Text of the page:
FIRST PERSON - Alex Magno - The Philippine Star

Much of the media coverage of the inauguration of President Ferdinand Marcos Jr. described his speech as “hopeful.” These days, hope is probably the rarest commodity. The speech delivered it in abundance.

Those who want greater policy detail from the new president are looking at the wrong speech. An inaugural address is, above all, a merely tone-setting speech. The detail some people want should come a few weeks from now, in PBBM’s maiden State of the Nation Address.

The peaceful transition of power happened without a hitch last Thursday. The inaugural ceremonies, advertised as “simple,” turned out to be more than that. But it was executed without a hitch, pretty much like the BBM campaign was executed.

More than the speech, perhaps, it is the capacity for flawless execution that should impress us. This is quickly turning into a hallmark of the new president.

Yesterday, the appointment of Enrique Manalo as Foreign Secretary was announced. The appointment of Manalo was met with nearly universal approval. He is one of our most senior diplomats and among the most respected. He previously served as our Permanent Representative to the UN.

The appointment of Manalo follows a pattern in the emerging PBBM Cabinet: skilled professionals with impressive credentials. He joins the likes of Ben Diokno at DOF, Felipe Medalla at BSP, Arsi Balisacan at NEDA and Jimmy Bautista at DOTr.

With all the mature talent appointed to PBBM’s Cabinet, we are assured there will be no want of adults in the room when policy is crafted.

Over the next two or three weeks, we can expect the policy agenda to take shape in time for the State of the Nation Address. That policy agenda, although expected to build on the policy framework of the Duterte administration, should also unveil new initiatives to indicate an effective response to the multifold crises facing the nation.

The most pressing concerns at the moment are: elevated inflation rates that penalize our purchasing power, the higher energy costs driving the inflation rate and the possibility of food scarcity in the face of a global food crisis produced by the war in Ukraine.

There are no easy solutions to these concerns. Oil prices are beyond our control. The almost universal interest rate increases will make money costlier and take a toll on our economic expansion. The possibility of a global recession lurks and could undermine our own growth efforts.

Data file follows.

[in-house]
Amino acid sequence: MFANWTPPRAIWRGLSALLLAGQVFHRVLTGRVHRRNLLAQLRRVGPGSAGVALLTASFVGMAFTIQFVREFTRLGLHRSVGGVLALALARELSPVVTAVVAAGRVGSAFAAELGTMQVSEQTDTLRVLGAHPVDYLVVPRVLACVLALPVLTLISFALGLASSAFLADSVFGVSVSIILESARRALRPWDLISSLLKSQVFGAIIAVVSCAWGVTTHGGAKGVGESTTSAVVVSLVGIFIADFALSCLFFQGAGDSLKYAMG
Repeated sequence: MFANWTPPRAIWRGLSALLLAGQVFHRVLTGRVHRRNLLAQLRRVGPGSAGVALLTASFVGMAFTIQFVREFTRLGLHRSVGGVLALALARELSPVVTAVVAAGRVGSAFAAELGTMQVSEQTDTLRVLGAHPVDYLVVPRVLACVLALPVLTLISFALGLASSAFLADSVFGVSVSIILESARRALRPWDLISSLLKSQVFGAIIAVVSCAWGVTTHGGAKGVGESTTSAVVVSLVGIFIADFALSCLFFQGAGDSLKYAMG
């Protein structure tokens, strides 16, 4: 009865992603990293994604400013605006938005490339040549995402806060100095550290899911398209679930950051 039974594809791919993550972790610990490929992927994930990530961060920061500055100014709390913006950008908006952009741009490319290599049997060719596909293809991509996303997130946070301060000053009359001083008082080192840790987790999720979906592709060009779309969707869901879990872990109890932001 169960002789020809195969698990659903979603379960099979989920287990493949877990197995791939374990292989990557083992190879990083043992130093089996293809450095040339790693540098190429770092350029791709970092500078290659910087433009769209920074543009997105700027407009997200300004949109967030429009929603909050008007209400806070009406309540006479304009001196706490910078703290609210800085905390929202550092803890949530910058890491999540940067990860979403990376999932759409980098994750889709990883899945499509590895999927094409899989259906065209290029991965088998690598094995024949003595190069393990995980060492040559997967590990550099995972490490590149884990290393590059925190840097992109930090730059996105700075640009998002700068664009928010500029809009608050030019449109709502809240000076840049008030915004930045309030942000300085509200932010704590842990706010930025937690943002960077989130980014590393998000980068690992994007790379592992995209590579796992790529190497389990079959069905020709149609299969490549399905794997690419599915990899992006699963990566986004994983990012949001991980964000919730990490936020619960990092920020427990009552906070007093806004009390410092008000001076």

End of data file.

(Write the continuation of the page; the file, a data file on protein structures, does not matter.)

Nevertheless, the remarkable pool of talent PBBM assembled for his Cabinet should be able to put together a package of policies that will conserve our people’s hopefulness the new administration can take the nation through an episode of difficulty towards prosperity.


Basic fare rose by two pesos this week to P11. Commuters complain that this will cut into their disposable incomes. Drivers say the increase is not enough.

This debate over fare is just the tip of the iceberg. Everywhere in the metropolis, there seems to be a shortage of public transport. Commuters are immobilized, adding to all the things that make Manila an inhospitable city to live in.

Our public transport system is inefficient to begin with. It has taken, for instance, more than a decade to get any progress in the jeepney modernization program. Our buses still operate under the antiquated “boundary” system, causing them to behave like oversized jeepneys chasing after passengers.

The exceptional tightness in city public transport, it appears, is an outcome of the spike in fuel prices. Hundreds of taxis are parked because their drivers find taking them out to the roads is a losing proposition. The same explains why there are fewer jeepneys plying their routes.

A two-peso increase in fare will not dramatically alter the business calculations of drivers and operators. There is simply no income to be made playing their routes.

Compounding the refusal of bus, taxi and jeepney drivers to venture out of their garages, government has terminated the free rides offered at the Edsa carousel. There will be no free rides in the commuter trains either.

The only way to lure public transport back to the roads again is to raise minimum fares to P15 or more. This is what the drivers want. The added pain on commuters will be severe. The impact on an already elevated inflation regime will be incalculable.

We are running out of options. All the years of failing to modernize our urban mass transport system brings us to this impossible point.

Unless there is working public transport, all the talk about reopening the economy will mean nothing. If the workers cannot get to work because there is no transportation available, it will be like keeping the whole city on lockdown.

We have a crisis in agriculture. We will soon have a crisis in our energy supply. Now we have an urban transport crisis. This might escape the attention of the car-riding upper class, but it is a real and profound crisis for all those who have to commute to earn their wages. Factory workers, for example, cannot do work-from-home.

Mr. President, we know you have so many concerns on your plate. But the urban transport crisis is just about ready to explode. The only way to defuse it is to get our transportation assets – buses, jeepneys and cabs – back on the road one way or the other.

Someone has to cut the Gordian knot to get out this crisis in urban transport. That has to be you, Mr. President.


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